It is common to see female video game characters being sexualized by the industry, for “a patriarchal socio-cultural environment that privileges the potential desires of a heterosexual male audience may impact design.” However, such alterations in representation may also deter some women players from engaging with the character.
This study analyzed the representations of women in American and Japanese video games environments, in comparing two prominent images: the “femme fatale” representative of hostile sexism, and the “kawaii woman” representative of benevolent sexism.
Researchers focused on several aspects of the female representation, including the woman as a vamp versus a virgin; bodies as objects versus bodies as weapons; empowerment combined with objectification. Different characters originating from several video games were described and analyzed in order to perceived global traits.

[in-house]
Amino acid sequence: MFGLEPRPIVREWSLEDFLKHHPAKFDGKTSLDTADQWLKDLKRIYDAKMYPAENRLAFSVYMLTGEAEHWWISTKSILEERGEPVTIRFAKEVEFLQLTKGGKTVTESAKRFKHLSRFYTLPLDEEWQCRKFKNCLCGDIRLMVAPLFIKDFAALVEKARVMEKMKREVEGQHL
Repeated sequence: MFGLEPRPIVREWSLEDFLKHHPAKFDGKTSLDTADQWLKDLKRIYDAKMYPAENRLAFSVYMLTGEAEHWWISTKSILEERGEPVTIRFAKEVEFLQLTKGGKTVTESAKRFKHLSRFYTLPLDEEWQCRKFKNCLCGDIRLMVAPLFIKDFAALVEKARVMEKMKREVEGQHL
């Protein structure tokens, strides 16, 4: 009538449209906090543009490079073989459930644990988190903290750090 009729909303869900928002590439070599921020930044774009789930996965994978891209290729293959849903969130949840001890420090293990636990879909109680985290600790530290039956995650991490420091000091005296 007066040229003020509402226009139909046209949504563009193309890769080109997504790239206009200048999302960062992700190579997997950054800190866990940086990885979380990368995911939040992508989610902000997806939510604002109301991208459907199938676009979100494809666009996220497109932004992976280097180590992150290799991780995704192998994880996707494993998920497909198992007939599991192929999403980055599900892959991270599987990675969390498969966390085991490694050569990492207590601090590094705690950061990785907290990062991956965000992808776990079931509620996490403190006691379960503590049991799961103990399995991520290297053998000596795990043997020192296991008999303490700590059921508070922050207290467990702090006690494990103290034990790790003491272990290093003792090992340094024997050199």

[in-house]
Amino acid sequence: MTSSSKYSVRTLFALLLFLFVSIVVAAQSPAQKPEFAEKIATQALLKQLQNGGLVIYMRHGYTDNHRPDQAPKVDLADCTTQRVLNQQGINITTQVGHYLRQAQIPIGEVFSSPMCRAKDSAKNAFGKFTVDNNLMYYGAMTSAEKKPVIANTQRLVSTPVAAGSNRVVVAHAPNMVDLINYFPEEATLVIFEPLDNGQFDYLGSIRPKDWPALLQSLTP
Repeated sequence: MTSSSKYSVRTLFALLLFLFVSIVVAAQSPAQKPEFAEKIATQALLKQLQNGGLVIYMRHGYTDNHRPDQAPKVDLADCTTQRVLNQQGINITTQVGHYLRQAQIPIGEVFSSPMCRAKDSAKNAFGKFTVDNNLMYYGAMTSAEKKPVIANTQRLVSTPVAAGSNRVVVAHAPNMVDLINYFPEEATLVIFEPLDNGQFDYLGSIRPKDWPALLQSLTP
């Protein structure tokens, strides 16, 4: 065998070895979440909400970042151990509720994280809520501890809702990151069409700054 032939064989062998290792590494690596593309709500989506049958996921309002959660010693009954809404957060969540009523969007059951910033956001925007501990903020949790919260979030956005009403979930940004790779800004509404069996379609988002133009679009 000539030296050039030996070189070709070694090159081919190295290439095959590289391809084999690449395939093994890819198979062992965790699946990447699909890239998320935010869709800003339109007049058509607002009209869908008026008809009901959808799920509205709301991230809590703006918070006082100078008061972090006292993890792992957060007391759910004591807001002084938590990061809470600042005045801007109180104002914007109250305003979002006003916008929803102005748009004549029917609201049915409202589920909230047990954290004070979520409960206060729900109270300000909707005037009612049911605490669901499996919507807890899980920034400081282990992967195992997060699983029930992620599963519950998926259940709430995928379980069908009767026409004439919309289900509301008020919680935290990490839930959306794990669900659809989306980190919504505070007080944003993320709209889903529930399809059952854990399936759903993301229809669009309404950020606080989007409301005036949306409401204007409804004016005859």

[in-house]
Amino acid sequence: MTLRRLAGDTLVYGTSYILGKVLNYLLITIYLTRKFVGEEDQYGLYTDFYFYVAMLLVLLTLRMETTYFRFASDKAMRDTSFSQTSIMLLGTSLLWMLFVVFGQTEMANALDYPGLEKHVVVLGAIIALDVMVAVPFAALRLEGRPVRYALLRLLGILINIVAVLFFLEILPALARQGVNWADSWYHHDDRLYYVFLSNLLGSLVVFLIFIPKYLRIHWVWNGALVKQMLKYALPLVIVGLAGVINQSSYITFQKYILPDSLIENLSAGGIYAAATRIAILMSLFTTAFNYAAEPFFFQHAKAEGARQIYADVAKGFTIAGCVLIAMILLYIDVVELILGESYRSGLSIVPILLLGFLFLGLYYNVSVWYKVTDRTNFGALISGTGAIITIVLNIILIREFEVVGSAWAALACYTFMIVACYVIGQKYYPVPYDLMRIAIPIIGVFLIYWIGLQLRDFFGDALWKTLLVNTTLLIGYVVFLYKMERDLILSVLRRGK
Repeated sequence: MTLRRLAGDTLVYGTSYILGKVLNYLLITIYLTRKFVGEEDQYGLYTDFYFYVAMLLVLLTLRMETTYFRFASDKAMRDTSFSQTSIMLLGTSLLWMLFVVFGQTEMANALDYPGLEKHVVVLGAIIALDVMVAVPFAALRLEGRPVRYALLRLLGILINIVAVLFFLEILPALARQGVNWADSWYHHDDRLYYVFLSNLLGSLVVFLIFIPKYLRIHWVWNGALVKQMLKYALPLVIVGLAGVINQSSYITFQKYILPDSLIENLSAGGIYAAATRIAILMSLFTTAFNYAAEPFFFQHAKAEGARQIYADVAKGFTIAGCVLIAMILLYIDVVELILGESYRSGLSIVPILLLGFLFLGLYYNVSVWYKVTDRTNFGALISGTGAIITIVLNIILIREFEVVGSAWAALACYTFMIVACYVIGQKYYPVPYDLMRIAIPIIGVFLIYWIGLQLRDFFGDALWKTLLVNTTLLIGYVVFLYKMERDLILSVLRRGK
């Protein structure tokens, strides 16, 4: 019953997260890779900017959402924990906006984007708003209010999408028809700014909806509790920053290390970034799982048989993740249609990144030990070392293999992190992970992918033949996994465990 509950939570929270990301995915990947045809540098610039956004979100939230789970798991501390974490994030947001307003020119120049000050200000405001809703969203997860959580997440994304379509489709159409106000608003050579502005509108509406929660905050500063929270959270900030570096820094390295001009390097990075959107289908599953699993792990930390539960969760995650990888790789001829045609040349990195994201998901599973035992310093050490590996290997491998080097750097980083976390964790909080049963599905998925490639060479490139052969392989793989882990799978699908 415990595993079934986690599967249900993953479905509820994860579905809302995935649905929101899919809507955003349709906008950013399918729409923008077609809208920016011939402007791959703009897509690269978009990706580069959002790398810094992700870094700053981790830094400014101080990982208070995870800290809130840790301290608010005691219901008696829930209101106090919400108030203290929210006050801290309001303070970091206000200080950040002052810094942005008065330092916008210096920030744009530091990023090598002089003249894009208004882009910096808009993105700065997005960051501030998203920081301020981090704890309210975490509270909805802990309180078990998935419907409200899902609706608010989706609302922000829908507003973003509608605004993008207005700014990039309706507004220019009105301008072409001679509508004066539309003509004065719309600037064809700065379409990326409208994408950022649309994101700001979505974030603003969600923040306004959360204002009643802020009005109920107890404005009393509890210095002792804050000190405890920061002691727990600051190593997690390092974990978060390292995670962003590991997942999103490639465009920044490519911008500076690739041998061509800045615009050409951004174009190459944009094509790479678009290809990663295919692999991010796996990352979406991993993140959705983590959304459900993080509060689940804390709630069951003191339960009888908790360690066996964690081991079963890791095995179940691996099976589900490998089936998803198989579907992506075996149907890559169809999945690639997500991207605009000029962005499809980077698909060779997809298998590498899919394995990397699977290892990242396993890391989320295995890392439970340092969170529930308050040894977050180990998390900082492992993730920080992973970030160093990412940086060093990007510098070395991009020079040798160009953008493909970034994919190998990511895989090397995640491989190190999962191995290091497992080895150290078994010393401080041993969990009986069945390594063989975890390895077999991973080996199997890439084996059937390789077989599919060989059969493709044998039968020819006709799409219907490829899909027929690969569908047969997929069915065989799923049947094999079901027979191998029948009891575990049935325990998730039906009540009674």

In the case of hostile sexism, the body of the females depicts the characters as sexually manipulative and dangerous, as if their appearance was designed to trick the male player. For benevolent sexism, the sexualization of sweet, innocent characters is paired with empowerment.
The study also found cultural differences in that American video games tend to display more hostile sexism, while Japanese games show more benevolent sexism, where sexualization accompanies empowerment — a trend not seen in the U.S.
Jessica E. Tompkins, Teresa Lynch, Irene I. Van Driel, and Niki Fritz (2020) Kawaii Killers and Femme Fatales: A Textual Analysis of Female Characters Signifying Benevolent and Hostile Sexism in Video Games, Journal of Broadcasting and Electronic Media, Vol. 64, No. 2, 236-254, DOI: 10.1080/08838151.2020.1718960